How the Green Line extension got so expensive

A group of consultants broke down how the project wound up as much as $1 billion over budget.

Tracks along the path of the planned Green Line extension in Somerville.
Tracks along the path of the planned Green Line extension in Somerville. –Aram Boghosian for The Boston Globe

After learning this summer that the Green Line extension was as much as $1 billion over budget, MBTA officials hired consultants to look into what went wrong. At a joint meeting Monday of the T’s Fiscal and Management Control Board and the board of the state’s Department of Transportation, the consultants gave their conclusion: A lot.

“There is no single answer. There is no silver bullet. There is no way you can just do this and you can get back on track,’’ said Terence Rodgers, a managing director for Berkeley Research Group. “It didn’t happen yesterday. It didn’t happen a month ago. And it didn’t happen a year ago. Some of these problems were sown as part of the process.’’

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A year ago, costs for the light rail service into Somerville and Medford were estimated at about $2 billion. But in August, MBTA leaders said the price could ultimately hit $3 billion.

Terry Yeager, also a Berkeley Group managing director, said proper budgeting could have shown the T that estimates were off as far back as 2012, when they were closer to $1.4 billion.

“There’s no reason you couldn’t have a budget produced that was within the range of plus-ten percent and minus-five percent [of actual costs],’’ he said. “That’s what you really needed and that’s not what you got. … I’m not convinced a reliable budget has been produced to date.’’

In 2013, the MBTA signed up White Skanska Kiewit, a joint venture of three companies, to build the Green Line extension under a unique contracting process that had never been used before by the state. The consultants said the contracting process can work, but the T bungled it by failing to utilize a number of best practices.

Under the contracting method, White Skanska Kiewit submitted bids for different phases of the project, naming a maximum price for each phase. The Green Line extension involves seven such construction packages, four of which have already been awarded, and three of which were bid over their late-2014 estimates.

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The consultants said the T has not tracked contractors’ item-by-item project costs, making it difficult to know exactly why prices have been so high.

“For whatever reason, you were not able to also have open-book cost accounting so you could have visibility into the costs incurred by the contractor and also the margins that they were applying to the costs incurred,’’ Yeager said.

“In other words, we had no viable means to verify the real costs incurred by [White Skanska Kiewit] with which to see if they were actually at, below, or above the 4.25 percent fee markup, which is part of the contract?’’ MBTA control board member Brian Lang asked.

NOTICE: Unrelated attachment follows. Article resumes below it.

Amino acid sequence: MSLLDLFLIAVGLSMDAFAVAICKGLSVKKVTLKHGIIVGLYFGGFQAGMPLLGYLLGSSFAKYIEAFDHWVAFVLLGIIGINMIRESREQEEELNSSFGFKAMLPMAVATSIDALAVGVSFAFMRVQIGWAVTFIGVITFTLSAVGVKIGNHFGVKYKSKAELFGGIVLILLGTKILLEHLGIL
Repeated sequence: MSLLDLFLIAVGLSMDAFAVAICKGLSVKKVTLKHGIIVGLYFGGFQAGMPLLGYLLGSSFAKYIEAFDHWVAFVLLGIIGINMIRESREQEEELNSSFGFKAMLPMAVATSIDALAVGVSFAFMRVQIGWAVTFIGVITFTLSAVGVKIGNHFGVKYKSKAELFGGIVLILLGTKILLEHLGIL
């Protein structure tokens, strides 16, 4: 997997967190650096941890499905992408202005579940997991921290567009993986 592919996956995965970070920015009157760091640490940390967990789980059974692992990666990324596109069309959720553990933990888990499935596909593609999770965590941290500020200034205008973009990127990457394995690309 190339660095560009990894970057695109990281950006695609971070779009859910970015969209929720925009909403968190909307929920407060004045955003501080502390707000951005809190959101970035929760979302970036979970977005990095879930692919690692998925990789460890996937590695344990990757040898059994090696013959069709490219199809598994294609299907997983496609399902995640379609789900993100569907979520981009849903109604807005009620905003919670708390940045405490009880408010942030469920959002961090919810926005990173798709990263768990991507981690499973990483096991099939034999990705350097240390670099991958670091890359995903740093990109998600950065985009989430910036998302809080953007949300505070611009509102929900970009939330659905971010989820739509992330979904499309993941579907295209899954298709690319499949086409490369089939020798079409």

“That is exactly right,’’ Yeager responded. “There is no visibility. And without that, they could earn a lot more than that, but you don’t know.’’

During each phase of the contract, Yeager said, White Skanska Kiewit had months to negotiate the maximum price, giving it the opportunity to maximize what they could earn.

“The contractor, they know how this works,’’ Yeager said. “They know they have to get within 110 percent of [an independent cost estimate], so I’m going to incrementally lower my number until I’m one half of one percent within that number. I think they were allowed to do that.’’

Rafael Mares, a vice president of the Conservation Law Foundation, which previously sued to move the Green Line extension ahead, has been critical of the contracting process. Following the meeting Monday, he said putting the project out to a competitive bidding process would be the best way to get costs down.

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“How much does a particular car cost, for example?’’ he said. “You can try to look up the Blue Book value, but ultimately the question really is: how much, when you’re selling your car, is somebody willing to pay for it? … If you don’t have a competitive process, you don’t know if you’re getting taken advantage of or not.’’

Representatives of White Skanska Kiewit did not immediately respond to requests for comment.

Officials went into private executive session after the public portion of the meeting to discuss potential legal matters related to the project. Secretary of Transportation Stephanie Pollack declined to say whether the T would seek legal action against the contractors.

Pollack said the presentation Monday was an “important step’’ in helping determine a strategy going forward.

Possible options are expected to be discussed at a Dec. 9 meeting, where she said officials hope to answer four questions: “What do we think the project will cost? What do we think the best procurement method is? Who do we think should be managing the project? And how are we going to pay for it?’’ Pollack said.

Photos: Last winter on the MBTA:

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